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Wednesday, September 2, 2015

What Is Risk Worth?

Are risky jobs inherently underpaid?

What is risk worth?

Firefighters require physical bravery for their high-risk profession. But how much should they be compensated for bearing that risk? What about other dangerous professions?

I once overheard an argument that most average citizens would not be willing to bear the risks firefighters face, except at much higher salaries. The conclusion was that firefighters should be paid more because most non-firefighters wouldn’t take their jobs, except at higher pay.

But this is flawed reasoning. The amount of compensation most people would require to bear such risks is irrelevant. The question is how much those who might actually consider being firefighters must be paid to get them to apply for the job.

The necessary risk premium is far less for the self-selected group of potential applicants. Why? Because those who value a job’s positive aspects more or dislike its negative aspects less, compared to their other options, are more likely to want it. And in competitive labor markets, users benefit from the lower costs that result.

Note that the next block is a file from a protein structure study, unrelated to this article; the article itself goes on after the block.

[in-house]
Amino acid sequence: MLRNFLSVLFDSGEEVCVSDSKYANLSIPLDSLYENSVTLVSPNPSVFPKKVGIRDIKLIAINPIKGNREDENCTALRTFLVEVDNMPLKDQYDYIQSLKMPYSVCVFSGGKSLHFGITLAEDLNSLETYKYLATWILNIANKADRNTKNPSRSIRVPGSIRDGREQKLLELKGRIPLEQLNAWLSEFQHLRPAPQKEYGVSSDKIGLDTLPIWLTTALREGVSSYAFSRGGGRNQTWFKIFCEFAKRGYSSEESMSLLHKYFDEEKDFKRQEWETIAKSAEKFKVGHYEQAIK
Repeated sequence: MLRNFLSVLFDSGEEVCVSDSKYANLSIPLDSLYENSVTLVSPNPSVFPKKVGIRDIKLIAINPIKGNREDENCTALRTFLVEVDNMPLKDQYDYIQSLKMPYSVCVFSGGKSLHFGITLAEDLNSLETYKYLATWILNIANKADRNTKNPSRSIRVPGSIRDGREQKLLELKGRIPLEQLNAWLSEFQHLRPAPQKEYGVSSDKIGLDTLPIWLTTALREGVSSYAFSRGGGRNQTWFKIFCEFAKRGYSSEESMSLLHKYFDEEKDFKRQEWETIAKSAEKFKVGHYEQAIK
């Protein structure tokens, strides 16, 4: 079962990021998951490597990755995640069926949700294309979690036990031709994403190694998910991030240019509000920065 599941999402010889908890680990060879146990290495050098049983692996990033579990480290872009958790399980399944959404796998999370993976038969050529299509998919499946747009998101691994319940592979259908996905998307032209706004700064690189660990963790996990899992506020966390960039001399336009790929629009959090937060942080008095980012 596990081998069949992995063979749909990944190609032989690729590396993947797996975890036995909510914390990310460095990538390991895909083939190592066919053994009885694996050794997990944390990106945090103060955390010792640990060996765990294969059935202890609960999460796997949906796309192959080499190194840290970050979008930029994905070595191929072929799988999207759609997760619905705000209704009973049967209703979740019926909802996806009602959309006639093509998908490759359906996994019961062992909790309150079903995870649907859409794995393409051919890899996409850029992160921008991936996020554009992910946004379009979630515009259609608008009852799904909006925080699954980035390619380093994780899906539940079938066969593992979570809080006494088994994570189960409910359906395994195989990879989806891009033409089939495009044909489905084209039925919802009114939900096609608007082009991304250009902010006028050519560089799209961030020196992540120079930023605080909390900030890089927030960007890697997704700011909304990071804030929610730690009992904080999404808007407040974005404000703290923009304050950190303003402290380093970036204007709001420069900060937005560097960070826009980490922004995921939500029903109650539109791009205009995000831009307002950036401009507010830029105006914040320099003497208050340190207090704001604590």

But when labor markets aren’t competitive, as is common when government is the employer, we frequently observe something different. Openings for those firefighter jobs often trigger a landslide of applications, revealing that they pay substantially more than necessary to fill those jobs. And those higher labor costs hit taxpayers in the wallets.

This is part of a series of micro-blogs by Professor Galles responding to frequently asked questions on economic issues. If you have a question, [email protected]

  • Gary M. Galles is a Professor of Economics at Pepperdine University and a member of the Foundation for Economic Education faculty network.

    In addition to his new book, Pathways to Policy Failures (2020), his books include Lines of Liberty (2016), Faulty Premises, Faulty Policies (2014), and Apostle of Peace (2013).